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cleave

English

Etymology 1

From the strong Old English verb clēofan (to split, to separate), from Proto-Germanic *kleubanan, from Proto-Indo-European root *gleubh- (to cut, to slice). Cognates include dialectal German klieben.

Verb

Infinitive
to cleave

Third person singular
cleaves

Simple past
cleft, clove, or in UK: cleaved

Past participle
cleft, cloven, or in UK: cleaved

Present participle
cleaving

to cleave (third-person singular simple present cleaves, present participle cleaving, simple past cleft, clove, or in UK: cleaved, past participle cleft, cloven, or in UK: cleaved)
  1. (transitive) To split or sever something or as if with a sharp instrument.
  2. (Template loop detected: Template:context 1) To break a single crystal (such as a gemstone or semiconductor wafer) along one of its more symmetrical crystallographic planes (often by impact), forming facets on the resulting pieces.
  3. (transitive) To make or accomplish by or as if by cutting: cleave a path through the ice.
  4. (transitive) To pierce or penetrate.
    The wings cleaved the foggy air.
  5. (Template loop detected: Template:context 1) To split (a complex molecule) into simpler molecules.
  6. (Template loop detected: Template:context 1) Of a crystal, to split along a natural plane of division.
Translations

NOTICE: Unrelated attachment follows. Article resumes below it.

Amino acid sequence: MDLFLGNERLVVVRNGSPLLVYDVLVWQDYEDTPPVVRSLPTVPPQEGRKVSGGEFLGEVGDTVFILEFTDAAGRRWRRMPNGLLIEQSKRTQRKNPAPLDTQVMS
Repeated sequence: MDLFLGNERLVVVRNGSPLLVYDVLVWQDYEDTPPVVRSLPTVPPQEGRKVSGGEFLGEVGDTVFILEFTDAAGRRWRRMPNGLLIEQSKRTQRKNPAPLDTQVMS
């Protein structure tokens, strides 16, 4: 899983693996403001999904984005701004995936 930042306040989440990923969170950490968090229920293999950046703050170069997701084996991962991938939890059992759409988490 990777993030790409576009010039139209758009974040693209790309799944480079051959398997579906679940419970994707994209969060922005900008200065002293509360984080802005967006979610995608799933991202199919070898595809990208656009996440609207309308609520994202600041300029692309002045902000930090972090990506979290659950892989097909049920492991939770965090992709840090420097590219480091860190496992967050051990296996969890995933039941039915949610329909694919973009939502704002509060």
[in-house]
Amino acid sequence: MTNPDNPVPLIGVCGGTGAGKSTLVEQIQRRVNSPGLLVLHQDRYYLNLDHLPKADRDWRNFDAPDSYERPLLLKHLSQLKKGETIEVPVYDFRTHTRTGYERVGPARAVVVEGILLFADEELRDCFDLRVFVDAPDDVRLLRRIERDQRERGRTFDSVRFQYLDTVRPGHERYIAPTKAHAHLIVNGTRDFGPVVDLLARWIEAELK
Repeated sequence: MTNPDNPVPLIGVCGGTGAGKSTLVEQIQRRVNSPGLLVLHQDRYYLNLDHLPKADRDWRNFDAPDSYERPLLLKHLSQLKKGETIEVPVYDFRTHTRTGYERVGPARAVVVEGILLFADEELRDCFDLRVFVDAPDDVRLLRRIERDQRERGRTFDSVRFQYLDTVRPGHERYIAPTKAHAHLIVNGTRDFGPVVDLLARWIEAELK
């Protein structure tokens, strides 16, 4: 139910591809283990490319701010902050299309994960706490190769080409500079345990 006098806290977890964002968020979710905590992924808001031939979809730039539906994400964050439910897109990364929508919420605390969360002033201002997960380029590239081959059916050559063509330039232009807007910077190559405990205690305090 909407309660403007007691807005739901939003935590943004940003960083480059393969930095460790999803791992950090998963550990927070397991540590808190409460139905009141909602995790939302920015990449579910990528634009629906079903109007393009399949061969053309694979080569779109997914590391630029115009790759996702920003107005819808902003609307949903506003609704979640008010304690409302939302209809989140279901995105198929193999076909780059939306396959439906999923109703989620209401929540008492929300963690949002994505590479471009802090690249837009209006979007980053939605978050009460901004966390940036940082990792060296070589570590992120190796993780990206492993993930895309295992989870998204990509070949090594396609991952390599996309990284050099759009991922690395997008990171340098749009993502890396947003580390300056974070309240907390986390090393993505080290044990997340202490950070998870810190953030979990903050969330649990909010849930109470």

Noun

Singular
cleave

Plural
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cleave ({{{1}}})
  1. (technology, Template loop detected: Template:context 1) Flat, smooth surface produced by cleavage, or any similar surface produced by similar techniques, as in glass.
Related terms

Etymology 2

From Old English cleofian, from West Germanic *klibajanan, from Proto-Indo-European root *gloi- (to stick). Cognates include German kleben (ankleben, bekleben).

Verb

Infinitive
to cleave

Third person singular
cleav

Simple past
-

Past participle
-

Present participle
ing

to cleave (third-person singular simple present cleav, present participle ing, simple past and past participle -)
  1. (intransitive) To cling, adhere or stick fast to something; used with to or unto.
  2. (intransitive) To be faithful.
    To cleave to one’s principles.
Quotations

References

  • "cleave" at The Century Dictionary, The Century Co., New York, 1911.

cleave” in Webster’s Revised Unabridged Dictionary, G. & C. Merriam, 1913.

Elsewhere on the web

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Last modified on 5 October 2008, at 21:55